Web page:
Their public plan is to eventually migrate all Classic CC features into Lightroom CC, but they're re-writing all the code from scratch, so it's taking a while. I don't know anyone who has moved over to Lightroom CC from Classic CC... the features just aren't there yet.

David Pavlich's picture

Since that update to, I believe, v7, I wait for a while before I perform any updates. When v7 arrived, I did the update which made LR pretty much unusable, so I had to revert back to the previous version (thankfully, that is an easy fix). When the 'repaired' version was announced, I jumped in and found that the problem I had wasn't resolved. I had to revert back to the older version until they finally got it right.

Not everyone had a problem, but I would say that the majority of LR users had one problem or another. It must have been a real headache for Adobe as it took weeks to get it repaired.

R. P.'s picture

Hilarious, not --> max 100 image HDR Pano. >100 images and it is greyed out.

Motti Bembaron's picture

Meanwhile desktop Lightroom is still slow, sluggish, sometimes unusable and still looks like it was coded for the 90's. Instead of spending resources on 5% or users, Adobe should invest on it's vast market of desktop computer editors.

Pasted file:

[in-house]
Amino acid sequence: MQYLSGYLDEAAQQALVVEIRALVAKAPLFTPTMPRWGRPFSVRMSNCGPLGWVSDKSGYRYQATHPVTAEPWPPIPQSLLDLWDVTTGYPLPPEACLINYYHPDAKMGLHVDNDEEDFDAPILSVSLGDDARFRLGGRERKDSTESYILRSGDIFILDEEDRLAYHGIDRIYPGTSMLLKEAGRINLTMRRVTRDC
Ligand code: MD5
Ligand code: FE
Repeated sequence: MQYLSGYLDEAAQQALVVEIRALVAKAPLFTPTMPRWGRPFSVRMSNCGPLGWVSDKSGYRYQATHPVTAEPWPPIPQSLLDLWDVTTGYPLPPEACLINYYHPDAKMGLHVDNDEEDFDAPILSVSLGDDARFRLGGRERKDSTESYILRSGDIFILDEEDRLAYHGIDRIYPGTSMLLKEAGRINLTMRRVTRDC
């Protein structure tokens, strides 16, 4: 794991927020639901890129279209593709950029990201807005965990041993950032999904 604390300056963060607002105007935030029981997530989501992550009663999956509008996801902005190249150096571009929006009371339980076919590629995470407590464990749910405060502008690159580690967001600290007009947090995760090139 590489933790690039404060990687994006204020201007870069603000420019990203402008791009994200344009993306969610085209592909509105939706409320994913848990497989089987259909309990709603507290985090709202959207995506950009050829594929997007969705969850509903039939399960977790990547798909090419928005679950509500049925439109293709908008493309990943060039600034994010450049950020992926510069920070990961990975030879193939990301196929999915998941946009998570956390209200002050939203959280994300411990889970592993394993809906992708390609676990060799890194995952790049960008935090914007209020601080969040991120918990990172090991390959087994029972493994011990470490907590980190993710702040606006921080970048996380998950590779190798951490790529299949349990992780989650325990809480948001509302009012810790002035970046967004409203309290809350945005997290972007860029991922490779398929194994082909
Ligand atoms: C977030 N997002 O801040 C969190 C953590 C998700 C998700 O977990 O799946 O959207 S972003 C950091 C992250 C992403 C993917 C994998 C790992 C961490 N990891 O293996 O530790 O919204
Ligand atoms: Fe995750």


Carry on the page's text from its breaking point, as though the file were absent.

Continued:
Aaron Lyfe's picture

Meh, LR is slowly becoming more and more useless. So by their logic they add more features on top of badly performing code base.

Aaron Lyfe's picture

Meh, more meh

Marius Pettersen's picture

"You can now make selections based on a range of depth values in supported files that contain embedded depth map data."
So the question is this: did you try it with a supported file?

Marius Peter's picture

And noting for Fuji. Yay to go Adobe!

Aaron Lyfe's picture

They added support. This article wasn't detailed enough to cover that.

Michael Jin's picture

The way I see it, it's not Adobe's fault that Fuji and Sigma decided to use proprietary sensors that operate differently from every other camera on the market. I think it'd be rather unreasonable to expect them to devote any significant portion of development resources to such a small user base.

Personally, I wish that the camera makers would work with Adobe so that what Lightroom interprets and what the manufacturer's software produces look the same.
I don't think that any of the major manufacturers are selling their old paid raw converters from 10 years ago, so it's not going to cost them any sales.
Who knows who's to blame for this, I don't.

But also a new process version! This really should be mentioned in the article.

Not sure where the article for Photoshop CC features is but here they are https://youtu.be/GBKM6qOl-00

I edited a few photos with high ISO last night that I had taken in the weekend - Process version 5 really does include improvements to high ISO editing. :-)

Andi Nazeraj's picture

Is the new version of Lightroom Classic CC compatible with macOS Mojave?

According to the system requirements found here: https://helpx.adobe.com/lightroom/system-requirements.html yes it is.
I'm a Windows user so I can't share my experience with Mojave.